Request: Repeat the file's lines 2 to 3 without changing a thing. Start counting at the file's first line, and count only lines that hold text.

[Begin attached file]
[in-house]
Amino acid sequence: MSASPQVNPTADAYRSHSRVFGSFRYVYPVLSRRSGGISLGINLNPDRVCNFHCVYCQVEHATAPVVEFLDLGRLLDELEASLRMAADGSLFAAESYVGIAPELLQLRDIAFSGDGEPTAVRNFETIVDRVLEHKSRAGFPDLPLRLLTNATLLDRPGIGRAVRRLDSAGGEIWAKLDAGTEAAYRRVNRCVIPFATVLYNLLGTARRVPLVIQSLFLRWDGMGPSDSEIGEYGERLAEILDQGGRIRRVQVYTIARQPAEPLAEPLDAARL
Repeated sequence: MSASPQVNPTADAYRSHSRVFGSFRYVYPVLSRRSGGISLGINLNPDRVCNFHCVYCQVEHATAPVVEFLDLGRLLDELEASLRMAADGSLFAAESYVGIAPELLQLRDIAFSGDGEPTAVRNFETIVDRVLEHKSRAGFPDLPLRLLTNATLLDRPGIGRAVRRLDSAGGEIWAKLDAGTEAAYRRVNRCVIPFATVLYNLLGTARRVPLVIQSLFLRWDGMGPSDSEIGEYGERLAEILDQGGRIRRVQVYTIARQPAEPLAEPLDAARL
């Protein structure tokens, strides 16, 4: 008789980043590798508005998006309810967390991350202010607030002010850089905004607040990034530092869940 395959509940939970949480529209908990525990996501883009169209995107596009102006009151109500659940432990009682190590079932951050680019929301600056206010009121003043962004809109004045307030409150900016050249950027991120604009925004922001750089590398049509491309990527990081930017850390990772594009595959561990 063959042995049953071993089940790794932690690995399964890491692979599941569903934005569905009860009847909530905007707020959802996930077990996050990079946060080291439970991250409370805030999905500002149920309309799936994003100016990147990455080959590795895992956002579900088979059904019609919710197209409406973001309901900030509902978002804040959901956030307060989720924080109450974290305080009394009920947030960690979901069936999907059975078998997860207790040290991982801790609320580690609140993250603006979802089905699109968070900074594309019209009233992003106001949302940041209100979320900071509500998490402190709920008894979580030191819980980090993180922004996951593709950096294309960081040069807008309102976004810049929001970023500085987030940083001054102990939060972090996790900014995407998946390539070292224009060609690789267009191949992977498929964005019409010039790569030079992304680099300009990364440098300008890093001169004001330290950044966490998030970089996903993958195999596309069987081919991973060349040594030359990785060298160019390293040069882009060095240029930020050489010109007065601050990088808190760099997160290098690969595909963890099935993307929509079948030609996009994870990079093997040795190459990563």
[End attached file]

Amino acid sequence: MSASPQVNPTADAYRSHSRVFGSFRYVYPVLSRRSGGISLGINLNPDRVCNFHCVYCQVEHATAPVVEFLDLGRLLDELEASLRMAADGSLFAAESYVGIAPELLQLRDIAFSGDGEPTAVRNFETIVDRVLEHKSRAGFPDLPLRLLTNATLLDRPGIGRAVRRLDSAGGEIWAKLDAGTEAAYRRVNRCVIPFATVLYNLLGTARRVPLVIQSLFLRWDGMGPSDSEIGEYGERLAEILDQGGRIRRVQVYTIARQPAEPLAEPLDAARL
Repeated sequence: MSASPQVNPTADAYRSHSRVFGSFRYVYPVLSRRSGGISLGINLNPDRVCNFHCVYCQVEHATAPVVEFLDLGRLLDELEASLRMAADGSLFAAESYVGIAPELLQLRDIAFSGDGEPTAVRNFETIVDRVLEHKSRAGFPDLPLRLLTNATLLDRPGIGRAVRRLDSAGGEIWAKLDAGTEAAYRRVNRCVIPFATVLYNLLGTARRVPLVIQSLFLRWDGMGPSDSEIGEYGERLAEILDQGGRIRRVQVYTIARQPAEPLAEPLDAARL